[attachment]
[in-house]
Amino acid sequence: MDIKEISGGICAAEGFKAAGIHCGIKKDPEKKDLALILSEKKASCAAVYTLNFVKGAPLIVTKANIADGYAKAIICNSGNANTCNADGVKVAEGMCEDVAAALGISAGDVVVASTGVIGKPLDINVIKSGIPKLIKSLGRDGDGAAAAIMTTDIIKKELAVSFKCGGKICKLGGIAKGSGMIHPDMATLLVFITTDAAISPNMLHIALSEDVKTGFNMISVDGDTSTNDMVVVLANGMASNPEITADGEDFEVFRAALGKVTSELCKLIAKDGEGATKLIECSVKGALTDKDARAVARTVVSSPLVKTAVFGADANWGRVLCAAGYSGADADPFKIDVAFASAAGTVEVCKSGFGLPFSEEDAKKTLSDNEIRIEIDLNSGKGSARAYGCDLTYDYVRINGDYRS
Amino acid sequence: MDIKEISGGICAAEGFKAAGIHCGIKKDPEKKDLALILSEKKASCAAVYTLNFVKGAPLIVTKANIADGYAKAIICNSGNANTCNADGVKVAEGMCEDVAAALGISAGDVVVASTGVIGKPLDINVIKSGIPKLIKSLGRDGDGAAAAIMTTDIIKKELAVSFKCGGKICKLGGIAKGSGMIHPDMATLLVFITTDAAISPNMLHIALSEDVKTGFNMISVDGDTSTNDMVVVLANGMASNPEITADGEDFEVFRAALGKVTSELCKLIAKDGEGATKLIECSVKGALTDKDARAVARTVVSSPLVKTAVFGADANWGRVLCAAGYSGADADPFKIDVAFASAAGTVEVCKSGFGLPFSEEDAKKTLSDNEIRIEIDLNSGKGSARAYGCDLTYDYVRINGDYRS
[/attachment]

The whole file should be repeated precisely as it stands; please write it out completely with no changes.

[in-house]
Amino acid sequence: MDIKEISGGICAAEGFKAAGIHCGIKKDPEKKDLALILSEKKASCAAVYTLNFVKGAPLIVTKANIADGYAKAIICNSGNANTCNADGVKVAEGMCEDVAAALGISAGDVVVASTGVIGKPLDINVIKSGIPKLIKSLGRDGDGAAAAIMTTDIIKKELAVSFKCGGKICKLGGIAKGSGMIHPDMATLLVFITTDAAISPNMLHIALSEDVKTGFNMISVDGDTSTNDMVVVLANGMASNPEITADGEDFEVFRAALGKVTSELCKLIAKDGEGATKLIECSVKGALTDKDARAVARTVVSSPLVKTAVFGADANWGRVLCAAGYSGADADPFKIDVAFASAAGTVEVCKSGFGLPFSEEDAKKTLSDNEIRIEIDLNSGKGSARAYGCDLTYDYVRINGDYRS
Amino acid sequence: MDIKEISGGICAAEGFKAAGIHCGIKKDPEKKDLALILSEKKASCAAVYTLNFVKGAPLIVTKANIADGYAKAIICNSGNANTCNADGVKVAEGMCEDVAAALGISAGDVVVASTGVIGKPLDINVIKSGIPKLIKSLGRDGDGAAAAIMTTDIIKKELAVSFKCGGKICKLGGIAKGSGMIHPDMATLLVFITTDAAISPNMLHIALSEDVKTGFNMISVDGDTSTNDMVVVLANGMASNPEITADGEDFEVFRAALGKVTSELCKLIAKDGEGATKLIECSVKGALTDKDARAVARTVVSSPLVKTAVFGADANWGRVLCAAGYSGADADPFKIDVAFASAAGTVEVCKSGFGLPFSEEDAKKTLSDNEIRIEIDLNSGKGSARAYGCDLTYDYVRINGDYRS